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North Sea tax halved due to coronavirus oil crash

Treasury watchdog says oil price crash caused by corona virus will cut tax revenues from North Sea in half

  • Tax authorities will receive £ 400 million from oil and gas projects in 2020-21 – less than a forecast of £ 700 million
  • The forecasts will help campaigners for Scottish independence

The oil price crash caused by the pandemic will nearly cut tax revenues from the North Sea in half, the Treasury said.

The taxman will receive £ 400 million from oil and gas projects in 2020-21, the Office for Budget Responsibility (OBR) said in its latest outlook.

But this is below a £ 700 million forecast in the March budget – which was released days after prices started to fall. The recent crash is expected to wipe out £ 400 million of North Sea revenues annually until 2025.

This means that taxpayers will bring in £ 2.6 billion between now and 2024-25 – down from £ 4.5 billion predicted in March. The forecasts will help campaigners for Scottish independence.

North Sea revenues have always been touted as a major asset to the Scottish economy – with the slogan ‘It’s Scotland’s oil’ used in campaigns in the 1970s.

In 2019, OBR’s estimated revenues would reach £ 1.4 billion this year, which was cut in half in March 2020 and has now halved again. Oil started the year at nearly $ 70 a barrel. But prices started to fall in January when China – the world’s largest oil importer – shut up Wuhan. Within weeks, much of the Western world had also introduced restrictions that ground flights, took cars off the road, and closed factories.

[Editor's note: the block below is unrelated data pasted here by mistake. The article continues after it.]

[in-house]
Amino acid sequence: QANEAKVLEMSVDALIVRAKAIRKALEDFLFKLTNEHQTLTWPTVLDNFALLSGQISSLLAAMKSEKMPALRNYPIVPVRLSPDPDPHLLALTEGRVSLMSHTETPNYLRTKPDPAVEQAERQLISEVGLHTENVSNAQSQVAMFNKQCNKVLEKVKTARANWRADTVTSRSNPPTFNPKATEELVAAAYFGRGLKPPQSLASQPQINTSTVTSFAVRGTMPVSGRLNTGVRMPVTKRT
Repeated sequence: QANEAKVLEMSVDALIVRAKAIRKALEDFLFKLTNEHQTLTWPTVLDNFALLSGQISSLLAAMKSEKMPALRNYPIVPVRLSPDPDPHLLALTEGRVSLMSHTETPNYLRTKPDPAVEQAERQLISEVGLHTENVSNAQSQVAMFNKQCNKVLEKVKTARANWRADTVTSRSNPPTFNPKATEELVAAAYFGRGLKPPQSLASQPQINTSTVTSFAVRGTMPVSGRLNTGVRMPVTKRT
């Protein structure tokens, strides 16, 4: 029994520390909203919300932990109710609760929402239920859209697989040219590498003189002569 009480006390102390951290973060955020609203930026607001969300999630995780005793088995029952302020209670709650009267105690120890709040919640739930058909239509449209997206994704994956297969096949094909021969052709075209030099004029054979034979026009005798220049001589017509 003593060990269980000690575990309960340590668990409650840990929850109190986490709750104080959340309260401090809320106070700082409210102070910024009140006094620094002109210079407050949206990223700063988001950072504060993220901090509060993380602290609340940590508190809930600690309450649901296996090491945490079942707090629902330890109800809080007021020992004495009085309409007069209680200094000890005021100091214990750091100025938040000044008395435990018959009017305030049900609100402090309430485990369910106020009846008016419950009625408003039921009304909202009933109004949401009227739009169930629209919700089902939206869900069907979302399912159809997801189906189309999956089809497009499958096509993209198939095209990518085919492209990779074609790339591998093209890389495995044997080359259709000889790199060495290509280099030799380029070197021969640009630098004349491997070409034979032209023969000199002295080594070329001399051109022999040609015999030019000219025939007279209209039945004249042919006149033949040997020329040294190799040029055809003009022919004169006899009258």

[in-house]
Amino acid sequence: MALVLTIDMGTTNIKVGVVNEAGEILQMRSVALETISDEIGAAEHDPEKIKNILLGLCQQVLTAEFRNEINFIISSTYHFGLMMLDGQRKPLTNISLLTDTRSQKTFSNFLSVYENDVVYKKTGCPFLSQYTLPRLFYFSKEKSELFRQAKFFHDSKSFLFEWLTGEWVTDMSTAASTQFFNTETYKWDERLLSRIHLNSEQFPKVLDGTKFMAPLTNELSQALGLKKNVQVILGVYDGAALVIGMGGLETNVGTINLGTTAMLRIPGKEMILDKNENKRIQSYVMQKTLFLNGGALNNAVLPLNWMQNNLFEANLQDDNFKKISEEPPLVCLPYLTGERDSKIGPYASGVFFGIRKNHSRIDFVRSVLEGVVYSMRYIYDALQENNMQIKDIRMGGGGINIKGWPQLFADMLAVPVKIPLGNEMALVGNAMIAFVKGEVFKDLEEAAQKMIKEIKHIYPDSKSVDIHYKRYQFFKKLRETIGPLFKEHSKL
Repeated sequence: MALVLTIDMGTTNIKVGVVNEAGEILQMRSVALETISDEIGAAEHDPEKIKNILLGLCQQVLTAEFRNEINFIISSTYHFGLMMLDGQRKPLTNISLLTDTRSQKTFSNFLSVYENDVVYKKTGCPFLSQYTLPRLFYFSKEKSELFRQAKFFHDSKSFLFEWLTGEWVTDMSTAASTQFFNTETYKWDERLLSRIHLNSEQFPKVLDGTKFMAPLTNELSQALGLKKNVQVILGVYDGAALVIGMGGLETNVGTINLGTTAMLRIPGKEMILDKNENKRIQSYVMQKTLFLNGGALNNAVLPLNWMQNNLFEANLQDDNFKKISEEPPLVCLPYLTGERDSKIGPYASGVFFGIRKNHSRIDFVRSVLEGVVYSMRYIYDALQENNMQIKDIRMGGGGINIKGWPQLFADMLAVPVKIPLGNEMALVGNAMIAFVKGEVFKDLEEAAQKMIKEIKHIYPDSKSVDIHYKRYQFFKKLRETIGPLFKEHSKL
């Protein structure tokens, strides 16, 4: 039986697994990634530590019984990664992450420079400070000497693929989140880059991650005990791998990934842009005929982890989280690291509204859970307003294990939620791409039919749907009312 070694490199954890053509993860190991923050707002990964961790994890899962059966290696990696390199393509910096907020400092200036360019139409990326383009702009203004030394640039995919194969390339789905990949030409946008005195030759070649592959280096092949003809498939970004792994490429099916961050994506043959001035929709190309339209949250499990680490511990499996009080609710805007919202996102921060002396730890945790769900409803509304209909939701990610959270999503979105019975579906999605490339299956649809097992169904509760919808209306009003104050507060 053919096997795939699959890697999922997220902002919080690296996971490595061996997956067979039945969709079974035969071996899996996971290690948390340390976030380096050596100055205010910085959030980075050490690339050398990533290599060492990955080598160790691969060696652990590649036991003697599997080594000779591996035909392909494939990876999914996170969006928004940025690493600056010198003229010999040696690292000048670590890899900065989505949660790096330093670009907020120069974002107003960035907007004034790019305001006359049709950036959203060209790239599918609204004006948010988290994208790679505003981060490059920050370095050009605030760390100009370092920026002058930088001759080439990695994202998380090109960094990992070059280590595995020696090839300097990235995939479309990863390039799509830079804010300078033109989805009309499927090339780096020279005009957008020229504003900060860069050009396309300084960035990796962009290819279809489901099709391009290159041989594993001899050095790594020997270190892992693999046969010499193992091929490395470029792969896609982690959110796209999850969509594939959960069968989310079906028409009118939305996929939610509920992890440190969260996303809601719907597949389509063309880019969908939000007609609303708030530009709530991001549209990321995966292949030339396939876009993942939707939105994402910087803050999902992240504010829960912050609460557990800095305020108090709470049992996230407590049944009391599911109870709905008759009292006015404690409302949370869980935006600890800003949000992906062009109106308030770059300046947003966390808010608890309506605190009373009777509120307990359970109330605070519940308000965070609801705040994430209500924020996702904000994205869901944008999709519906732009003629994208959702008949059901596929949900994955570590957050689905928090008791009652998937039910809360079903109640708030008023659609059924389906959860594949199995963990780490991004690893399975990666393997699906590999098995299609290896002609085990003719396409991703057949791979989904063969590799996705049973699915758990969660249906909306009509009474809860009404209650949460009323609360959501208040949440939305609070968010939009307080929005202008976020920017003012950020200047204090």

At its lowest point, Brent crude oil, the global benchmark, dropped to $ 19 a barrel, while US oil was even trading in negative territory. Due to the shock, oil companies are trying to keep costs down and Royal Dutch Shell has reduced its dividend for the first time since World War II. Analysts believe that BP could follow soon.

Prices are now more stable at around $ 40, but it may take years for demand to match the amount pumped out every day – especially if there are further lockdowns in the US or a second wave of viruses in other countries.

In fact, some analysts believe that there could be a permanently lower demand for fossil fuels and that the pandemic will trigger a green revolution.

In its most recent outlook, the OBR said, “Our central scenario assumes that oil and gas revenues are on average £ 400 million lower each year than our March forecast – an overall reduction of around 50 percent. This reflects lower oil prices and lower production, partly offset by the effects of significant austerity measures. ‘

The OBR warned in March that its calculations of £ 700 million in revenue had been made when oil prices were expected to average $ 56 a barrel by 2020. Prices are expected to be around $ 37 this year and around $ 42.50 by 2025.

Falling prices had already led to downward revisions to oil and gas revenues. The Treasury’s oil and gas revenues consist of offshore corporate income tax and petroleum income tax.

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